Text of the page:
Pedernales Electric Cooperative (PEC) on Dec. 7 filed with the Public Utility Commission (PUC) of Texas a proposed order regarding PEC’s June application to amend a certificate of convenience and necessity (CCN) for a proposed transmission line project in Hays County, Texas.
As noted in the proposed order, PEC seeks approval to build, own, and operate the single-circuit 138-kV line from PEC’s existing Highway 32 substation, located north of the intersection of Farm-to-Market (FM) road 32 and FM 12, to its existing Wimberley substation, located west of FM 2325 in Wimberley, Texas.
The area traversed by the line is in the Edwards Plateau and the Balconian biotic provinces of Texas, PEC said. While the southern half of the project crosses rural hill country land used for pasture/rangeland, the northern half of the project crosses the suburban, residential area south of Wimberley, including crossing the Blanco River, PEC said.
PEC said that it filed its application to amend its CCN to allow it to rebuild and upgrade the existing four-mile, 69-kV radial transmission line connecting its Highway 32 substation to its Wimberley substation.
The project is needed to provide 138-kV transmission service to support the growing loads in Wimberley, provide necessary capacity for backup to feeders at adjacent substations, and eliminate the 138-69-kV autotransformer as a single point of failure risking long-term outages, PEC said.
PEC noted that it and other parties on Dec. 7 also filed a stipulation with the commission that resolves all of the issues in the proceeding.
The parties signing the stipulation (referred to as the signatories) agree that the commission should approve the project on the “stipulation route,” which is about 3.9 miles long and has an estimated cost of $6.6m, PEC said.
According to the stipulation, the signatories include PEC, PUC staff, the City of Wimberley, Turner Generational, LLC, and the 1492 Alliance.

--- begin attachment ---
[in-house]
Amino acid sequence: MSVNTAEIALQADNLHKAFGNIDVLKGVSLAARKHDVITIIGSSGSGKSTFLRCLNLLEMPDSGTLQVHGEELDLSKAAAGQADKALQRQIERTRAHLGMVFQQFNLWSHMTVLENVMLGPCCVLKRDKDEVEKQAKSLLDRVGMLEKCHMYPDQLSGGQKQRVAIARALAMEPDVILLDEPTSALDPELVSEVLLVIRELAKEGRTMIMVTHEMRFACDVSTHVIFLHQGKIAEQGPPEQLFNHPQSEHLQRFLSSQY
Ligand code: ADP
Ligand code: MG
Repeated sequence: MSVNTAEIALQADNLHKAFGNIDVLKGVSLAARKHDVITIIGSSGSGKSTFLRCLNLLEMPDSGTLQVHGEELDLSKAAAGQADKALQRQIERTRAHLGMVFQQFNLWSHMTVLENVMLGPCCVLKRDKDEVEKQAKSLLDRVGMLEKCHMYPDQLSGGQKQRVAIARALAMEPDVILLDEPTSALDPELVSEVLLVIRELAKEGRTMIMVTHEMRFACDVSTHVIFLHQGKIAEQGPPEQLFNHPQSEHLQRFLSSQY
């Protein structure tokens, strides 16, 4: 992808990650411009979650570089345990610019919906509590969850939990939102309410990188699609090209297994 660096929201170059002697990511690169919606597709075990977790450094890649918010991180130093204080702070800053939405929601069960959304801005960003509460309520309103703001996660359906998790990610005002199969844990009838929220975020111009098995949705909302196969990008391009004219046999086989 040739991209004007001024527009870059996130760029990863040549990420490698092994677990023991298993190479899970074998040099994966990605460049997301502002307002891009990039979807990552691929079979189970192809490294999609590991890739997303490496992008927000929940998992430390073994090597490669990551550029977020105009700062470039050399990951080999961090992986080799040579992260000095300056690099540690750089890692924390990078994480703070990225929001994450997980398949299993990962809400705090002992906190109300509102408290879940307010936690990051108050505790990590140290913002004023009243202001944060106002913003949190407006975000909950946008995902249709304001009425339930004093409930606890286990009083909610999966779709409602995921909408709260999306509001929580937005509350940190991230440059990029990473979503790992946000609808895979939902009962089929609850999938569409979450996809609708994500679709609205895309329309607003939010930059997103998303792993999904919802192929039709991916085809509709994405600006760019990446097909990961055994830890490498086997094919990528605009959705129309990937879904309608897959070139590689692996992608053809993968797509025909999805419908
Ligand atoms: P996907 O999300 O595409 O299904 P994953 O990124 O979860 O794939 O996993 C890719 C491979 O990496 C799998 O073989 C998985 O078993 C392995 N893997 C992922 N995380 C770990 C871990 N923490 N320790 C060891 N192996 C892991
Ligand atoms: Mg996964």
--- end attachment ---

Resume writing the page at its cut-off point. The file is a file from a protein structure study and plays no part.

PEC said in the proposed order that no parks or recreational areas are crossed by the stipulation route, and that there are three parks or recreational areas located within 1,000 feet of the centerline of the stipulation route. The project is not expected to have a significant impact on parks or recreational areas, PEC said.
The stipulation route does not cross any known cultural resource sites, PEC said, noting that there is one archaeological site located within 1,000 feet of the centerline of the stipulation route. The project is not expected to have a significant impact on historical or archaeological resources, PEC said.
While the stipulation route would generally create a visual feature across the landscape, it would not be a feature that is inconsistent with existing features in the area, PEC said. Utilizing the stipulation route, the project is primarily being built within the exact same corridor as the existing 69-kV line that is being rebuilt and upgraded, the PEC said, adding that utility and other linear corridors, including other existing transmission and distribution lines, are common throughout the area.
Discussing environmental integrity, PEC said that all five primary alternative routes and the stipulation route cross potential habitat of certain federally endangered or threatened species, including the golden-cheeked warbler. Among other things, PEC said that before construction, it would conduct a natural resources assessment to consider threatened and endangered wildlife and plant species along the approved route.
Among other things, the PEC said that no modifications to the project are required as the result of the recommendations and comments made by the Texas Parks and Wildlife Department (TPWD). The TPWD recommended, for instance, the judicious use and placement of sediment control fence to exclude wildlife from the construction area.